Following a major review by its new leadership, London’s much delayed and over budget Crossrail project is now set for completion, not last December as planned, but sometime in the six months between October 2020 and March 2021. Two new official reports have identified management failures as the root cause for the $22.7-billion project’s poor performance.
Crossrail Ltd. (CRL), the publicly owned project company, cannot set a firmer opening date because current trials of the trains’ three signalling systems might throw up unexpected software snags, says CEO Mark Wild. He took charge and launched a detailed review in November, when he replaced Terry Morgan, who quit when the scale of delays became known.
CRL is building the roughly 100-km Elizabeth line from Reading and Heathrow airport in the west, through 42 km of new tunnels under central London to Shenfield and Abbey Wood in the east. As well as being delayed, the projected cost has risen by 19% above the sum agreed in 2010.
CRL says it has identified and rescheduled more than 100,000 interdependent tasks in setting a new completion goal. The tasks generally cover signalling software, completing and testing equipment in the tunnels and stations by this year’s end, and trial train operations.
Tony Meggs, CRL’s new chair, says the plans by the project’s new team are “robust and realistic.” He will hold Wild’s delivery team “to account” while being “open and transparent about our progress.”
Meggs’ comments reflect stern criticisms of the project’s former management and oversight by both the Greater London Authority (GLA) and also parliament’s Public Accounts Committee (PAC).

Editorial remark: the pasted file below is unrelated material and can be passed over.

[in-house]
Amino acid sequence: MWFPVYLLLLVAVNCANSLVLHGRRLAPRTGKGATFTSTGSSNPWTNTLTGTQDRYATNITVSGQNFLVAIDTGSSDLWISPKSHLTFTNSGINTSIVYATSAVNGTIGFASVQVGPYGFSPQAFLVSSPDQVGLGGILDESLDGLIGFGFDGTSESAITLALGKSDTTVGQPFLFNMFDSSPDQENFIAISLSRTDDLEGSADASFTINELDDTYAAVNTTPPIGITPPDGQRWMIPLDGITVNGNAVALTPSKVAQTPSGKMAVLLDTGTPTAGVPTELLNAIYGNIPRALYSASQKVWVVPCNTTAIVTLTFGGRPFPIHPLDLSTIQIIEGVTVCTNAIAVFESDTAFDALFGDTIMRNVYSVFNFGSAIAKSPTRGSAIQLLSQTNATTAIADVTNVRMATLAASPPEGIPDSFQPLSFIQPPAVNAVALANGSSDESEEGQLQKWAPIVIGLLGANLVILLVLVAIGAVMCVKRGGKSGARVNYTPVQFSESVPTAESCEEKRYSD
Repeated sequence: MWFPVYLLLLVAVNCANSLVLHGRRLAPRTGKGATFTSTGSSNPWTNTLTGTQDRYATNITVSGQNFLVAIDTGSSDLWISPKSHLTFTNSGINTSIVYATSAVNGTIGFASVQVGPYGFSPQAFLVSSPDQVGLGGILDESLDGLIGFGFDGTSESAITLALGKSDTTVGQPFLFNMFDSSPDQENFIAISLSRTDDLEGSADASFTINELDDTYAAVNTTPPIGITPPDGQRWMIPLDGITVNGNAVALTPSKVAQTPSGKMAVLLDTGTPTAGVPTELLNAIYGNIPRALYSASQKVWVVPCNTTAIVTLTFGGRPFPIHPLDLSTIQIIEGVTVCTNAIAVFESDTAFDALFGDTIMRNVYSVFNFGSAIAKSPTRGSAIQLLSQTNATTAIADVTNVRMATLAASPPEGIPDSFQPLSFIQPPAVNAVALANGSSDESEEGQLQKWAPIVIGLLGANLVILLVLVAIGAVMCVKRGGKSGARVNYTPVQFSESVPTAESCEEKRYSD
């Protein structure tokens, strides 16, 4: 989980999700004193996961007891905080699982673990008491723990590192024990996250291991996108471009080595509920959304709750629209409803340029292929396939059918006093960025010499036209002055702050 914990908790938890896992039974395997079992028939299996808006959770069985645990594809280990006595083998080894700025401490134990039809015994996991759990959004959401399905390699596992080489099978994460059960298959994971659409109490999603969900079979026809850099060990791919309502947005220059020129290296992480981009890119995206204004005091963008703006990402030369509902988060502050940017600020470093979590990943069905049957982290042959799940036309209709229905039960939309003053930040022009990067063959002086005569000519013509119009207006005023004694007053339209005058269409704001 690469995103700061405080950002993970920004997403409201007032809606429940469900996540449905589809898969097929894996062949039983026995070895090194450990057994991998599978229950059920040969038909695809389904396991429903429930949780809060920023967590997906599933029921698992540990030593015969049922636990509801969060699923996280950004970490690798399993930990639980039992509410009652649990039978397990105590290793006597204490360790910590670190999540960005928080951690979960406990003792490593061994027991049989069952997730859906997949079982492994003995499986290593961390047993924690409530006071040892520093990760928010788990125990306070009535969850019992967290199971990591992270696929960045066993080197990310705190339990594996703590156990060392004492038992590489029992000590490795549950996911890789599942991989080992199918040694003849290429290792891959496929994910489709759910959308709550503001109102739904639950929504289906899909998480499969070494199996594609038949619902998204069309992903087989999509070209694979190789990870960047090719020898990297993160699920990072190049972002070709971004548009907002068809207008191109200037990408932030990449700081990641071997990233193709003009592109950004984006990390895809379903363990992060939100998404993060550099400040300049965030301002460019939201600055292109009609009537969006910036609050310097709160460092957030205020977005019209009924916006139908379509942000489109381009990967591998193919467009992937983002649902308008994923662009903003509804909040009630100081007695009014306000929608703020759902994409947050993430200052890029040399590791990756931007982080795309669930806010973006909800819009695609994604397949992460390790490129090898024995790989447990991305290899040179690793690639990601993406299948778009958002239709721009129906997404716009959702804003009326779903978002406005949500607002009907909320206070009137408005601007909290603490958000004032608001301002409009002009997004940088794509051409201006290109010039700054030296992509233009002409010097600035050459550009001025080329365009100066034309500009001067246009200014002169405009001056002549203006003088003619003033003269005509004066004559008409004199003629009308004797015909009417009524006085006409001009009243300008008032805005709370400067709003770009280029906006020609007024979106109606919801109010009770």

In its recent report, the PAC found it “unacceptable” that the Dept. for Transport (DfT) and CRL could not “identify the root causes of the program unravelling so quickly and so disastrously.” Key warning signs were overlooked while the DfT and Transport for London (TfL) “failed to ensure that the governance arrangements it had put in place were robust.”
Sponsored jointly by DfT and TfL, Crossrail Ltd. was created in 2008 as an independent entity free of direct official control. The company’s executive team “did not have the skills required at the later stages of the program to adequately assess and understand risk as the project moved from construction to operations,” claims a new report by the GLA’s transportation committee.
This inadequacy was blurred by “undue optimism” among project leaders, who seemed “so committed to the December 2018 deadline that they thought the unachievable was achievable,” it adds. Meanwhile, CRL’s independent status impaired the required oversight by the project sponsors.
CRL’s former leaders “have not recognized the negative impact undue optimism has had on the program,” notes the review. “This sheds light on a wider problem of Crossrail senior leadership not holding itself accountable for the delay, despite the steep remuneration packages they received to deliver the project on time,” it adds.
According to the Public Accounts Committee, former Crossrail CEO Andrew Wolstenholme earned more than his peers in “equally challenging roles” on other DfT arms length bodies, receiving $2.2 million in his last two years in post till March 2018.
Nevertheless, no individual could be held responsible for Crossrail’s poor outcomes, both DfT and CRL told the law makers. Instead, “we heard repeatedly that this was a ‘system failure.’”